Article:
Author: Joseph Winters
As momentum for a moratorium on deep-sea mining continues to Build, Joseph Winters finds out why experts are saying “no”.
“Looking to the deep sea and saying we’re going to use those metals to build a billion electric cars is assuming that that’s what we should be doing. It’s a very simplistic argument to say the only route to reduce carbon emissions is by mining the deep ocean.”Helen Scales, a marine biologist who teaches at the University of Cambridge’s Institute of Continuing Education
The U.N Convention on the Law of the Sea explicitly calls for the “equitable sharing of the financial benefits” among ISA member countries and the European Union. The DSCC’s Duncan Currie explains that countries are “miles apart” on what that sharing should look like.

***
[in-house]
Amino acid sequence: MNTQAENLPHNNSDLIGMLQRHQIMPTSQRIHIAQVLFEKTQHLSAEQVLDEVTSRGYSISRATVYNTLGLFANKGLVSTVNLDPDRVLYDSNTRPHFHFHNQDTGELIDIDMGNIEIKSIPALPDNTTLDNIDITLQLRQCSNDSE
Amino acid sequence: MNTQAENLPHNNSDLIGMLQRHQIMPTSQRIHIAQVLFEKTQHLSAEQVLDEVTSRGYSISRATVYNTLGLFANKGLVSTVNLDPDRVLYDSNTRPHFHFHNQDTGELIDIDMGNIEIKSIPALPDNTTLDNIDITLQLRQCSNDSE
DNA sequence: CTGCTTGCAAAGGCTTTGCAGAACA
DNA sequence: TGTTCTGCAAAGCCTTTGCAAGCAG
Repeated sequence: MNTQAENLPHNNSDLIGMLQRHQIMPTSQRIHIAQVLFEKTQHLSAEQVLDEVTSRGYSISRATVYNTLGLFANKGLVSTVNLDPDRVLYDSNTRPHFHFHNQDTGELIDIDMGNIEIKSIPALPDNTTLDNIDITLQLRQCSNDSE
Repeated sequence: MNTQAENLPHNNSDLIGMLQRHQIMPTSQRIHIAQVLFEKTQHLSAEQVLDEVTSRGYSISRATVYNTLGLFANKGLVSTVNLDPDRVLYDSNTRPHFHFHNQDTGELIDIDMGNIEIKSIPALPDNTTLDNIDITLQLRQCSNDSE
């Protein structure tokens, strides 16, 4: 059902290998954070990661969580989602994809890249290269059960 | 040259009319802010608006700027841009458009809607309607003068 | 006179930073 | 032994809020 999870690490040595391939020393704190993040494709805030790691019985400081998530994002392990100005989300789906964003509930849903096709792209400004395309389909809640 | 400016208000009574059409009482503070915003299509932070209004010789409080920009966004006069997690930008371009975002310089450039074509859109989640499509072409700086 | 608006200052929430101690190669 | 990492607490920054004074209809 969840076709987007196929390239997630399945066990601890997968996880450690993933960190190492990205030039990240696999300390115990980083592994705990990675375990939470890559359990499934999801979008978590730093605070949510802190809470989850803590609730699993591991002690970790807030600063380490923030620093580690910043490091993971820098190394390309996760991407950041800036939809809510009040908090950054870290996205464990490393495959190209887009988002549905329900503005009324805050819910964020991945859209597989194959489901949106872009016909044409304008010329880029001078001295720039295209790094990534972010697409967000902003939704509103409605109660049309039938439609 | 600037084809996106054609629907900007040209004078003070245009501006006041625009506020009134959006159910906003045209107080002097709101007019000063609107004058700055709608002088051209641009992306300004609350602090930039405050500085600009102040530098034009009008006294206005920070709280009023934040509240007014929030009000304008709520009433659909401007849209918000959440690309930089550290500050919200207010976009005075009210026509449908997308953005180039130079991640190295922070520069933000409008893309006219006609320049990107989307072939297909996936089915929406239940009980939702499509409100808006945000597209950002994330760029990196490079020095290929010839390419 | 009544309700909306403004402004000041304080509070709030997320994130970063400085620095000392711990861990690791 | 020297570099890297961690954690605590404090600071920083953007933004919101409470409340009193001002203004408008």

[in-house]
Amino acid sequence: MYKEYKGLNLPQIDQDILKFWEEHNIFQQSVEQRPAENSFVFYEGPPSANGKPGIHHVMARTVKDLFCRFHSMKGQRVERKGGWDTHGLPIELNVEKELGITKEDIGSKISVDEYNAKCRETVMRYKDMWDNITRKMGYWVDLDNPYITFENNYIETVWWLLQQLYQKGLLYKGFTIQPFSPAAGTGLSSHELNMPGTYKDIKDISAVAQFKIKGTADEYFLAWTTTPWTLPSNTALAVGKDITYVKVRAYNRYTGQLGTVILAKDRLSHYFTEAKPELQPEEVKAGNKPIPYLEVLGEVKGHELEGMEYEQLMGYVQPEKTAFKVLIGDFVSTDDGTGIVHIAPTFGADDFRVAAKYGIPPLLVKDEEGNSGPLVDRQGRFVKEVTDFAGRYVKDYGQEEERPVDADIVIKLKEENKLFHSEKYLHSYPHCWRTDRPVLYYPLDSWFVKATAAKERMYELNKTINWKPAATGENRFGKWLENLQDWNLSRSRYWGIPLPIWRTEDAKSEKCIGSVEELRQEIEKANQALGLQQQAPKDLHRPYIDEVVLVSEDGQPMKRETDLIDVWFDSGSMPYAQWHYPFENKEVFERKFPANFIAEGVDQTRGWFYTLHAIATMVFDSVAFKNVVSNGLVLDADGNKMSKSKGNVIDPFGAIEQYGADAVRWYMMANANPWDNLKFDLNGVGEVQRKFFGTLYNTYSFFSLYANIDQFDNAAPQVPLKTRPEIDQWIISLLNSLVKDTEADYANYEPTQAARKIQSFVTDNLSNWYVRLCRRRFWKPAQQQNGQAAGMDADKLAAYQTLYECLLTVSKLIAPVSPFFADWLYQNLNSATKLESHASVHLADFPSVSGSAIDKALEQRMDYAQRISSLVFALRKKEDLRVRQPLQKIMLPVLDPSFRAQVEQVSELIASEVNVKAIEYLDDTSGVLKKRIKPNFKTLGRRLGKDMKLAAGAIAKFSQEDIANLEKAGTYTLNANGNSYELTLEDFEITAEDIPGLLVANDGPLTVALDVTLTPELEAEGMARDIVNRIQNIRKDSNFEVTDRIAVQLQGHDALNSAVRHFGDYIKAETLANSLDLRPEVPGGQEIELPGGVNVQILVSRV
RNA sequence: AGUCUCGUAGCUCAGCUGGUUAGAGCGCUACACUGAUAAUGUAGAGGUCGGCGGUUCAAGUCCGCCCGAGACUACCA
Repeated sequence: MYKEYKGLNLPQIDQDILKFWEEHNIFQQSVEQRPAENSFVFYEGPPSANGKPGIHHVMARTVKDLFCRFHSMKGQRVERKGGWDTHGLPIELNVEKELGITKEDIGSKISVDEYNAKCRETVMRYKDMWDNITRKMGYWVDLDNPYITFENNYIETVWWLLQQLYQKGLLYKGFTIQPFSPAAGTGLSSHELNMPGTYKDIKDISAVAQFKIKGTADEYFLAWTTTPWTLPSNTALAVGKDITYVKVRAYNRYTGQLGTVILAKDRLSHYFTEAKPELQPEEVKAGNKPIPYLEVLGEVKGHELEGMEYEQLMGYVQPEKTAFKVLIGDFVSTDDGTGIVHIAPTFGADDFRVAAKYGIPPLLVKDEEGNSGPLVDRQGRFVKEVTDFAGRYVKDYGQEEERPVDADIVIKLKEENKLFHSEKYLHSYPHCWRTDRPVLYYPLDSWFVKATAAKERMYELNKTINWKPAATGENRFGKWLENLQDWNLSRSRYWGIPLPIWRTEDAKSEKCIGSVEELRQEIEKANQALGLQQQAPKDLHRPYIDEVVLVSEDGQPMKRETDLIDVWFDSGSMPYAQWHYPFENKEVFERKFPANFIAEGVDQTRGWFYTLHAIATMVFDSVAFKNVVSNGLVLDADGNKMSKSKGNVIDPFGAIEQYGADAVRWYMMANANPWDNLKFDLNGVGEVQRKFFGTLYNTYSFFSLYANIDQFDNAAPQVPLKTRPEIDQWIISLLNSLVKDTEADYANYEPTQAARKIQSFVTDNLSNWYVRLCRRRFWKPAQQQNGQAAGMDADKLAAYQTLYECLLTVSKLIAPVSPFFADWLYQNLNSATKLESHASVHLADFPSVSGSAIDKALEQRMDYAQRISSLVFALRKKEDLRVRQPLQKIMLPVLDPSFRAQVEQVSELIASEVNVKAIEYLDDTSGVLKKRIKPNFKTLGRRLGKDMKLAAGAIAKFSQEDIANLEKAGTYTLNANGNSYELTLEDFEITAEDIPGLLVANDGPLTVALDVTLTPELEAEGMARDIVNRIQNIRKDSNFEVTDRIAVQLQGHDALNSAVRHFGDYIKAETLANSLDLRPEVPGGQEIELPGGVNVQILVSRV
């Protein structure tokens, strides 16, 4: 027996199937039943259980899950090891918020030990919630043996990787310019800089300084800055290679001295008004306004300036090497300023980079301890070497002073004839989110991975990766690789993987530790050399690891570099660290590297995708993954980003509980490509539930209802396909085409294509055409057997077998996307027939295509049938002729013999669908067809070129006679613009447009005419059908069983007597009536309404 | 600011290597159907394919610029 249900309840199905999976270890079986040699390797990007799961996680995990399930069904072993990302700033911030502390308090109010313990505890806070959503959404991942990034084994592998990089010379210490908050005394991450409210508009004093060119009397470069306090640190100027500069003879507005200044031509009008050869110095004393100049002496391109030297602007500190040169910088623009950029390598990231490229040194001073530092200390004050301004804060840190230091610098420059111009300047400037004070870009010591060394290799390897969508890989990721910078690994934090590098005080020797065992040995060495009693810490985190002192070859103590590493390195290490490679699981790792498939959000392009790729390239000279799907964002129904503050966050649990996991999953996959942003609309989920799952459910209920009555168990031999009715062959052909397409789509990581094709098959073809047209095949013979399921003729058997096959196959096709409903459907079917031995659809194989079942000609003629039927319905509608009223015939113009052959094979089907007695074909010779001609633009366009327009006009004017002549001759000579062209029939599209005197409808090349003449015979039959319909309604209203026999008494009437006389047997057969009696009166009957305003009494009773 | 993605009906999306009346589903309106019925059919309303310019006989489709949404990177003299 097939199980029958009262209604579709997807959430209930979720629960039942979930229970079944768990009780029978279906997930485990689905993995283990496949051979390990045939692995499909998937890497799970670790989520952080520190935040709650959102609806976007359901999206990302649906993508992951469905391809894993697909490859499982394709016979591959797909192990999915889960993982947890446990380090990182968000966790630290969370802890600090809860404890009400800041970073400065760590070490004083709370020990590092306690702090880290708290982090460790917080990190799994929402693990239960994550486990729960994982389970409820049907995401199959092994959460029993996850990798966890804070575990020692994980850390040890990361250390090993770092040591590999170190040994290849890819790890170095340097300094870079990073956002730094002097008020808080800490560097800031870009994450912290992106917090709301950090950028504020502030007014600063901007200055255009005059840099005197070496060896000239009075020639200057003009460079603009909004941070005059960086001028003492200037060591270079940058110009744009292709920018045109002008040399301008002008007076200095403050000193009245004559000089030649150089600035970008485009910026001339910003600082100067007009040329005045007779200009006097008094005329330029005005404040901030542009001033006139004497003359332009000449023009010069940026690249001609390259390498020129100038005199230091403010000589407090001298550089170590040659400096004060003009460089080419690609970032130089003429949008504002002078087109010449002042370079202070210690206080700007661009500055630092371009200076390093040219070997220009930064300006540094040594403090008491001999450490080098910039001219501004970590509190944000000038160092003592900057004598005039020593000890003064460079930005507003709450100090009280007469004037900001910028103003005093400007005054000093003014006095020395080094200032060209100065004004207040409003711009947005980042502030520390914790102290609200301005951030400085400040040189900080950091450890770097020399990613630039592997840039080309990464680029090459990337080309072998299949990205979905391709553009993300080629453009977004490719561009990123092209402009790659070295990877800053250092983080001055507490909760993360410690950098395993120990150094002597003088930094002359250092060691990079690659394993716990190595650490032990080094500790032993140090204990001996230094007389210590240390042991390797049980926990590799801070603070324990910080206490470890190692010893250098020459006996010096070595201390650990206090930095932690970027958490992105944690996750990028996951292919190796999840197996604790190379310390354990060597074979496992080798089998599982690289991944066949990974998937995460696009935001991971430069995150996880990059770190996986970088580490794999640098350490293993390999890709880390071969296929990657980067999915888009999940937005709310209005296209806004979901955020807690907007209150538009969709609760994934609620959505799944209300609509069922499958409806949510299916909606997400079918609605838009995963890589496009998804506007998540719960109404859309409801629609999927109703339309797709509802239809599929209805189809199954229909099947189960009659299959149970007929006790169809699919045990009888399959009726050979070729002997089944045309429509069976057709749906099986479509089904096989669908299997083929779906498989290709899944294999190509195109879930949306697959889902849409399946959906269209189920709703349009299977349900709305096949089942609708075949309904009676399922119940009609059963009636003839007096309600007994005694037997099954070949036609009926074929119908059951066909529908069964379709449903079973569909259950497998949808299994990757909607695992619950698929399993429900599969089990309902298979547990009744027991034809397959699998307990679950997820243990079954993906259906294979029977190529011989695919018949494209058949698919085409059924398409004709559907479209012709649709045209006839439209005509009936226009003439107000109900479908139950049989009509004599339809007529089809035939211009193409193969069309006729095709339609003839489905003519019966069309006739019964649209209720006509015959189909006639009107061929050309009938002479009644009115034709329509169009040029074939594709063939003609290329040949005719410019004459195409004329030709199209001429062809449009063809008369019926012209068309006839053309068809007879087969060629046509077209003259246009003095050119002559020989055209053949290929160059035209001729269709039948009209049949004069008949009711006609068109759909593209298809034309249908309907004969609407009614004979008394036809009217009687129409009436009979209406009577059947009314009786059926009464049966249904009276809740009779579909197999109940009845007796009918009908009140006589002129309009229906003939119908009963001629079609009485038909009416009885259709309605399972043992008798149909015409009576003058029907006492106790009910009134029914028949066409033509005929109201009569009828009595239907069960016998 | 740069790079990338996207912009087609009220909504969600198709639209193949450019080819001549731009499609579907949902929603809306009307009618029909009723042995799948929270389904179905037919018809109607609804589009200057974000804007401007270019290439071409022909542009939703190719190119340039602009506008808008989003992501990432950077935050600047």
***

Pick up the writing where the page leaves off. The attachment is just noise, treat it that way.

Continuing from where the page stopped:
Greenpeace’s Arlo Hemphill also expressed hope that a growing spotlight on the Metals Company, the two-year rule, and the dangers of deep-sea mining will stop the practice in its tracks. He supports a moratorium, but stressed the need to pursue parallel objectives: working to reduce or dependency on clean energy metals, for instance, by boosting recycling, designing products to last longer, and investing in public transit systems as an alternative to electric cars.
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